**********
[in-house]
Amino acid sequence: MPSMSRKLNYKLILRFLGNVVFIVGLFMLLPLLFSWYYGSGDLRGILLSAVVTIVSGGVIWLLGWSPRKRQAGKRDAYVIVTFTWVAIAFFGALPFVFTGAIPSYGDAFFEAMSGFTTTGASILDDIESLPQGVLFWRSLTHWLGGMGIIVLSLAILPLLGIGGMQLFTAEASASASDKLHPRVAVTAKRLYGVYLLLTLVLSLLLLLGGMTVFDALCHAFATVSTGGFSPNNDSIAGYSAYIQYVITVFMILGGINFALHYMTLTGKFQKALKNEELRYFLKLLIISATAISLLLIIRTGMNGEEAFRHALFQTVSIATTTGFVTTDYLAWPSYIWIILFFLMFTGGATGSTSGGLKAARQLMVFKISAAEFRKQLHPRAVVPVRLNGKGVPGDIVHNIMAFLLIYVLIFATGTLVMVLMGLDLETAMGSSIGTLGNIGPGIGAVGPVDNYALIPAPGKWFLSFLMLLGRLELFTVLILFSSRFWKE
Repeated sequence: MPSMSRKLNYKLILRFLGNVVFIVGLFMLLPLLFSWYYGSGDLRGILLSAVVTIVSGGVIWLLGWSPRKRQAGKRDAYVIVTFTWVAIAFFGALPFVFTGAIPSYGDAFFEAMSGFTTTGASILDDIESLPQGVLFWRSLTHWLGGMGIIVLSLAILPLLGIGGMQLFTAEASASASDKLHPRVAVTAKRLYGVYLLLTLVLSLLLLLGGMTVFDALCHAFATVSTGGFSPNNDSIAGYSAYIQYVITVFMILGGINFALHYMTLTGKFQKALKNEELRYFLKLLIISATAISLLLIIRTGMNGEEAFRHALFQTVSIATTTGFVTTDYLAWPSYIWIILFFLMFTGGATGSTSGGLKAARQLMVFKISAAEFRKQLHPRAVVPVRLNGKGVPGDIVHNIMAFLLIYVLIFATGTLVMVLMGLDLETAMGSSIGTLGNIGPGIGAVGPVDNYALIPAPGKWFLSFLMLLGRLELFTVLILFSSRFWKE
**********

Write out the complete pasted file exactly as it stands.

[in-house]
Amino acid sequence: MPSMSRKLNYKLILRFLGNVVFIVGLFMLLPLLFSWYYGSGDLRGILLSAVVTIVSGGVIWLLGWSPRKRQAGKRDAYVIVTFTWVAIAFFGALPFVFTGAIPSYGDAFFEAMSGFTTTGASILDDIESLPQGVLFWRSLTHWLGGMGIIVLSLAILPLLGIGGMQLFTAEASASASDKLHPRVAVTAKRLYGVYLLLTLVLSLLLLLGGMTVFDALCHAFATVSTGGFSPNNDSIAGYSAYIQYVITVFMILGGINFALHYMTLTGKFQKALKNEELRYFLKLLIISATAISLLLIIRTGMNGEEAFRHALFQTVSIATTTGFVTTDYLAWPSYIWIILFFLMFTGGATGSTSGGLKAARQLMVFKISAAEFRKQLHPRAVVPVRLNGKGVPGDIVHNIMAFLLIYVLIFATGTLVMVLMGLDLETAMGSSIGTLGNIGPGIGAVGPVDNYALIPAPGKWFLSFLMLLGRLELFTVLILFSSRFWKE
Repeated sequence: MPSMSRKLNYKLILRFLGNVVFIVGLFMLLPLLFSWYYGSGDLRGILLSAVVTIVSGGVIWLLGWSPRKRQAGKRDAYVIVTFTWVAIAFFGALPFVFTGAIPSYGDAFFEAMSGFTTTGASILDDIESLPQGVLFWRSLTHWLGGMGIIVLSLAILPLLGIGGMQLFTAEASASASDKLHPRVAVTAKRLYGVYLLLTLVLSLLLLLGGMTVFDALCHAFATVSTGGFSPNNDSIAGYSAYIQYVITVFMILGGINFALHYMTLTGKFQKALKNEELRYFLKLLIISATAISLLLIIRTGMNGEEAFRHALFQTVSIATTTGFVTTDYLAWPSYIWIILFFLMFTGGATGSTSGGLKAARQLMVFKISAAEFRKQLHPRAVVPVRLNGKGVPGDIVHNIMAFLLIYVLIFATGTLVMVLMGLDLETAMGSSIGTLGNIGPGIGAVGPVDNYALIPAPGKWFLSFLMLLGRLELFTVLILFSSRFWKE